Tea covers and stretches across entire hillsides of the province of Hubei and yet I’ve never been. While I’d heard of the teas, none I had sipped had led me to come to this east central province. One of the origins of the Han people, and lodged in the mid-levels of the Yangtze River, Hubei is a place that has long been a collection point for practitioners of Traditional Chinese Medicine. Botanicals abounded in these spaces in nooks and pockets and the far west of the province was once known as the ‘land of the barbarians. Around the year 760 AD in the Tang Dynasty, the tea saint Lu Yu wrote of the regions teas glowing about its offerings. It has long been considered sacred ground in the world of tea and it now lies sprawled out in tidy rectangles along the horizon.
A ‘tea-line’ near Yichang, Hubei
Now finally, I am here wandering through a field with tea bushes carpeting the entire floor of the land around me. There is a whole squadron of us being led along a path with Tujia people dotting the fields harvesting. The lands are marked by karsts that shoot skyward and rolling hills that are cut into small parcels. The land’s sanctity is only enhanced when I learn that there are ancient tea trees not so far away.
Kevin of Camellia Sinensis and tea legend Nigel Melican (at right) at the Yichang train station…in mid flow as we race from transport to transport…and then onto fields
Friend Kevin Gascoyne of Camellia Sinensis, a master sampler of teas and unrepentant seeker of great brews is ahead of me heading upwards and towards a tea station with his loping strides. Our group is part of the 2017 International Tea Forum, which is split between Enshi and Yichang and the tea regions in between. A dozen languages can be heard and it only enhances tea’s calling to so many. Historically, habitually, and those who are new to it…they are all here. There are few leaves an indeed few vegetal matters that can draw so many. A refreshing ball of energy in the form of several of the Tea Masters Cup members traipse about infusing the tea world with something it needs: fresh, unpretentious, reverence.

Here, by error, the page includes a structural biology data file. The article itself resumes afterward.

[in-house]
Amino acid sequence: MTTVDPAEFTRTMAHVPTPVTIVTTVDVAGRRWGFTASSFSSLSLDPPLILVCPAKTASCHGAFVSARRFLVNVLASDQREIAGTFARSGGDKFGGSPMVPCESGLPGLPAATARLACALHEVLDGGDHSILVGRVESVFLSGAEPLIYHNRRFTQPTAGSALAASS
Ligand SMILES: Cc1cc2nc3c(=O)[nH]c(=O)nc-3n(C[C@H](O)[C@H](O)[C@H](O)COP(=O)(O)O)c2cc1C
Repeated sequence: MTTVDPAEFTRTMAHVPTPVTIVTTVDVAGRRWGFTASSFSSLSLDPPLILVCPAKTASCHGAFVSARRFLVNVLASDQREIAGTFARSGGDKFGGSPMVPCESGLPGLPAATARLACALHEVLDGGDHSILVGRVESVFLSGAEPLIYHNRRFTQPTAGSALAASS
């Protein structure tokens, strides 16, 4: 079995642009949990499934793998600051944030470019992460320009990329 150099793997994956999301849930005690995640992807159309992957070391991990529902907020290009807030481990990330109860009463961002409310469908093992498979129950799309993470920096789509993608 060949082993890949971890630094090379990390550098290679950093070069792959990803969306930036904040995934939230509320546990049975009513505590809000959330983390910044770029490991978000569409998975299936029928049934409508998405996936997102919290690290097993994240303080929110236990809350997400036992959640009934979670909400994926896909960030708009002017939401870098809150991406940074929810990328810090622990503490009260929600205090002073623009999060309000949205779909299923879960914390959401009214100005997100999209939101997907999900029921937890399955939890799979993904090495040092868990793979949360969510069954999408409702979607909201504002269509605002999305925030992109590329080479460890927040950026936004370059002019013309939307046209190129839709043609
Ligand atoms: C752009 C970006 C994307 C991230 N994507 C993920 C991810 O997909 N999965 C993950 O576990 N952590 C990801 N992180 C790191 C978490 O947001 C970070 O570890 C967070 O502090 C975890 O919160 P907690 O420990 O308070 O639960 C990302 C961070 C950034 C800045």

Leaves get a light panning on low heat creating sweet easy drinking green teas.
In these regions, there are delicate red teas and easy sipping green teas using the small leaf cultivars of Camellia Sinensis Sinensis. Almost a week in with rampant late night tea sessions in hotel rooms with new compatriots of the leaf and a few old friends, it has been an altering experience. Altering in that new Tea Masters Cup participants have injected their own feral and very young energy into the culture of the ancient herb.
More of the providing fields
My own obsessive interest in the leaf has been augmented and enhanced by those seeking to mix the leaf in with other elements and medicinals…a thought I would have once considered a kind of great ill. These Tea Master Cup-pers are baristas, mixologists, samplers, and blenders rolled into a collective body who will bring the leaf forward in many ways. My own view of the leaf has grown and I’ve fed off of the energy that so many have brought with their very own views on serving it, sampling it and simply enjoying it.
The hands that judge, feel, manipulate and handle the leaves